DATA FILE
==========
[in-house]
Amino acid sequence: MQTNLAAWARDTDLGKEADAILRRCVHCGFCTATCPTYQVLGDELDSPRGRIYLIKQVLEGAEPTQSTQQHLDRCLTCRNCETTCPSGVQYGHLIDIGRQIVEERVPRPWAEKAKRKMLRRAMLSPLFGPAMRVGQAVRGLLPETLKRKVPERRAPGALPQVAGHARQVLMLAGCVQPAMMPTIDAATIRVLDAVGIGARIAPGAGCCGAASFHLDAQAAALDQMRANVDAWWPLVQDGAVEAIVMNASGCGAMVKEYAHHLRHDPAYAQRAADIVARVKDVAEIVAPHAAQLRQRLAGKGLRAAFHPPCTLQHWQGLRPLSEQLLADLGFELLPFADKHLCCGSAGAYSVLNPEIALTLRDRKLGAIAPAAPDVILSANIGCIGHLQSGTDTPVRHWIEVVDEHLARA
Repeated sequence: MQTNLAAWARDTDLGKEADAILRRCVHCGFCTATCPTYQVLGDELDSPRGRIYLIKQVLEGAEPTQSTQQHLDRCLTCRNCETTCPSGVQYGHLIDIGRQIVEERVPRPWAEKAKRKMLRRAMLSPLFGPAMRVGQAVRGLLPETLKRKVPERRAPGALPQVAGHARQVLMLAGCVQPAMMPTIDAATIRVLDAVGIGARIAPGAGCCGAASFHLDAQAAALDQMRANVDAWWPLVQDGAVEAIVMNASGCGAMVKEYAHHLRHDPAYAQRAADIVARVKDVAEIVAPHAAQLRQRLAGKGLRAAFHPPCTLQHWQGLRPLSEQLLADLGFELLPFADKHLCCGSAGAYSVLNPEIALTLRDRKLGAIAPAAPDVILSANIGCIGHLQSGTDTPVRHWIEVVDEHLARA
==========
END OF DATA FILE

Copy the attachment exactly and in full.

[in-house]
Amino acid sequence: MQTNLAAWARDTDLGKEADAILRRCVHCGFCTATCPTYQVLGDELDSPRGRIYLIKQVLEGAEPTQSTQQHLDRCLTCRNCETTCPSGVQYGHLIDIGRQIVEERVPRPWAEKAKRKMLRRAMLSPLFGPAMRVGQAVRGLLPETLKRKVPERRAPGALPQVAGHARQVLMLAGCVQPAMMPTIDAATIRVLDAVGIGARIAPGAGCCGAASFHLDAQAAALDQMRANVDAWWPLVQDGAVEAIVMNASGCGAMVKEYAHHLRHDPAYAQRAADIVARVKDVAEIVAPHAAQLRQRLAGKGLRAAFHPPCTLQHWQGLRPLSEQLLADLGFELLPFADKHLCCGSAGAYSVLNPEIALTLRDRKLGAIAPAAPDVILSANIGCIGHLQSGTDTPVRHWIEVVDEHLARA
Repeated sequence: MQTNLAAWARDTDLGKEADAILRRCVHCGFCTATCPTYQVLGDELDSPRGRIYLIKQVLEGAEPTQSTQQHLDRCLTCRNCETTCPSGVQYGHLIDIGRQIVEERVPRPWAEKAKRKMLRRAMLSPLFGPAMRVGQAVRGLLPETLKRKVPERRAPGALPQVAGHARQVLMLAGCVQPAMMPTIDAATIRVLDAVGIGARIAPGAGCCGAASFHLDAQAAALDQMRANVDAWWPLVQDGAVEAIVMNASGCGAMVKEYAHHLRHDPAYAQRAADIVARVKDVAEIVAPHAAQLRQRLAGKGLRAAFHPPCTLQHWQGLRPLSEQLLADLGFELLPFADKHLCCGSAGAYSVLNPEIALTLRDRKLGAIAPAAPDVILSANIGCIGHLQSGTDTPVRHWIEVVDEHLARA